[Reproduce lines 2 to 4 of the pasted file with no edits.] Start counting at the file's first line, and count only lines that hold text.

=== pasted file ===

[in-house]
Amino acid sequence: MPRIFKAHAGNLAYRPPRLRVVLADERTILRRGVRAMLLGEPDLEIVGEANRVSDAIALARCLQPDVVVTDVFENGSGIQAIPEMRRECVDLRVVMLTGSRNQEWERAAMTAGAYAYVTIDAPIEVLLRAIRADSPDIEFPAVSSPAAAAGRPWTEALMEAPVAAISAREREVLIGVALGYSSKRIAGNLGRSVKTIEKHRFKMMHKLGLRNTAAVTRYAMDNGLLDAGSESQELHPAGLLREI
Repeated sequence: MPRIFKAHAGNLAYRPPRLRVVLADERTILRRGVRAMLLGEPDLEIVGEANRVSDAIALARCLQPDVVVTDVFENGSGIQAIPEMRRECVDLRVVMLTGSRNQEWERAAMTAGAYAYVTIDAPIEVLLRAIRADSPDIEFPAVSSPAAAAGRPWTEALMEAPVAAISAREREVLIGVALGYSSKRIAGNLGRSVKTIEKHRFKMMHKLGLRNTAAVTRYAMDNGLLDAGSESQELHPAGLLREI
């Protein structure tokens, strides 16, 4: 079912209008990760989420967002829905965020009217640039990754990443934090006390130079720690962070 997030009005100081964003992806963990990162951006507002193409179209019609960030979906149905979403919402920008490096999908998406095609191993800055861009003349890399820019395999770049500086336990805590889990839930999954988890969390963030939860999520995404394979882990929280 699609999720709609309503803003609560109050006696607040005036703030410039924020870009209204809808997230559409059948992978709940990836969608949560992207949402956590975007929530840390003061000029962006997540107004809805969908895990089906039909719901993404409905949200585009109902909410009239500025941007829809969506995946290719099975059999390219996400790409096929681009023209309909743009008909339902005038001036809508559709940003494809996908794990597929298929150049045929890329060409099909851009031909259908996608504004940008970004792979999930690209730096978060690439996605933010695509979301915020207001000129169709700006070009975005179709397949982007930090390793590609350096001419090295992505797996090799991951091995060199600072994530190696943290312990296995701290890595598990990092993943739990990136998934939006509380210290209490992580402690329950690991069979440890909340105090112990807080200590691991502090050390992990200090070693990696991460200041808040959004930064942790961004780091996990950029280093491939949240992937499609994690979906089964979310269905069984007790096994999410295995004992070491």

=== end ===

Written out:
Amino acid sequence: MPRIFKAHAGNLAYRPPRLRVVLADERTILRRGVRAMLLGEPDLEIVGEANRVSDAIALARCLQPDVVVTDVFENGSGIQAIPEMRRECVDLRVVMLTGSRNQEWERAAMTAGAYAYVTIDAPIEVLLRAIRADSPDIEFPAVSSPAAAAGRPWTEALMEAPVAAISAREREVLIGVALGYSSKRIAGNLGRSVKTIEKHRFKMMHKLGLRNTAAVTRYAMDNGLLDAGSESQELHPAGLLREI
Repeated sequence: MPRIFKAHAGNLAYRPPRLRVVLADERTILRRGVRAMLLGEPDLEIVGEANRVSDAIALARCLQPDVVVTDVFENGSGIQAIPEMRRECVDLRVVMLTGSRNQEWERAAMTAGAYAYVTIDAPIEVLLRAIRADSPDIEFPAVSSPAAAAGRPWTEALMEAPVAAISAREREVLIGVALGYSSKRIAGNLGRSVKTIEKHRFKMMHKLGLRNTAAVTRYAMDNGLLDAGSESQELHPAGLLREI
């Protein structure tokens, strides 16, 4: 079912209008990760989420967002829905965020009217640039990754990443934090006390130079720690962070 997030009005100081964003992806963990990162951006507002193409179209019609960030979906149905979403919402920008490096999908998406095609191993800055861009003349890399820019395999770049500086336990805590889990839930999954988890969390963030939860999520995404394979882990929280 699609999720709609309503803003609560109050006696607040005036703030410039924020870009209204809808997230559409059948992978709940990836969608949560992207949402956590975007929530840390003061000029962006997540107004809805969908895990089906039909719901993404409905949200585009109902909410009239500025941007829809969506995946290719099975059999390219996400790409096929681009023209309909743009008909339902005038001036809508559709940003494809996908794990597929298929150049045929890329060409099909851009031909259908996608504004940008970004792979999930690209730096978060690439996605933010695509979301915020207001000129169709700006070009975005179709397949982007930090390793590609350096001419090295992505797996090799991951091995060199600072994530190696943290312990296995701290890595598990990092993943739990990136998934939006509380210290209490992580402690329950690991069979440890909340105090112990807080200590691991502090050390992990200090070693990696991460200041808040959004930064942790961004780091996990950029280093491939949240992937499609994690979906089964979310269905069984007790096994999410295995004992070491």